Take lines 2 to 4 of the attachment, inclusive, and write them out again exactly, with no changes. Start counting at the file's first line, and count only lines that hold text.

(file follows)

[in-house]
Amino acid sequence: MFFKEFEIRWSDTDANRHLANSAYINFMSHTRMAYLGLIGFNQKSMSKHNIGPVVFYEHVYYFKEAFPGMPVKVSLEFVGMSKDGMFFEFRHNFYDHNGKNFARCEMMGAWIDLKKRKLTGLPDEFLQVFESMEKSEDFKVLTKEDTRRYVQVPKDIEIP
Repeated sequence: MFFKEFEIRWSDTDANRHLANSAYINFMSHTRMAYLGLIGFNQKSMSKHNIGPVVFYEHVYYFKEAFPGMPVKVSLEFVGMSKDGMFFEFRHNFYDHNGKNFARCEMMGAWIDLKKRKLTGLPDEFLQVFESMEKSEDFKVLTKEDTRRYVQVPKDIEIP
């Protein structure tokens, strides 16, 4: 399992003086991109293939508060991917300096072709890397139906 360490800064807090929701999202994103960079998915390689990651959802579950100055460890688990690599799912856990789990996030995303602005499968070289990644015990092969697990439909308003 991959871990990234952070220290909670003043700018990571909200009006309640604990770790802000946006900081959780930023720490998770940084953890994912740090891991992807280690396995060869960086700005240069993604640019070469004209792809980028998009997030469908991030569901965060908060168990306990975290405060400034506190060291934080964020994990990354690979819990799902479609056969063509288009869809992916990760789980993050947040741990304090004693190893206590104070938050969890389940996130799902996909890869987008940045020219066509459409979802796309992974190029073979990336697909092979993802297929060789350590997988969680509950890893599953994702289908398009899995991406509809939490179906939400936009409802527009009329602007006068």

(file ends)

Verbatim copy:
Amino acid sequence: MFFKEFEIRWSDTDANRHLANSAYINFMSHTRMAYLGLIGFNQKSMSKHNIGPVVFYEHVYYFKEAFPGMPVKVSLEFVGMSKDGMFFEFRHNFYDHNGKNFARCEMMGAWIDLKKRKLTGLPDEFLQVFESMEKSEDFKVLTKEDTRRYVQVPKDIEIP
Repeated sequence: MFFKEFEIRWSDTDANRHLANSAYINFMSHTRMAYLGLIGFNQKSMSKHNIGPVVFYEHVYYFKEAFPGMPVKVSLEFVGMSKDGMFFEFRHNFYDHNGKNFARCEMMGAWIDLKKRKLTGLPDEFLQVFESMEKSEDFKVLTKEDTRRYVQVPKDIEIP
């Protein structure tokens, strides 16, 4: 399992003086991109293939508060991917300096072709890397139906 360490800064807090929701999202994103960079998915390689990651959802579950100055460890688990690599799912856990789990996030995303602005499968070289990644015990092969697990439909308003 991959871990990234952070220290909670003043700018990571909200009006309640604990770790802000946006900081959780930023720490998770940084953890994912740090891991992807280690396995060869960086700005240069993604640019070469004209792809980028998009997030469908991030569901965060908060168990306990975290405060400034506190060291934080964020994990990354690979819990799902479609056969063509288009869809992916990760789980993050947040741990304090004693190893206590104070938050969890389940996130799902996909890869987008940045020219066509459409979802796309992974190029073979990336697909092979993802297929060789350590997988969680509950890893599953994702289908398009899995991406509809939490179906939400936009409802527009009329602007006068």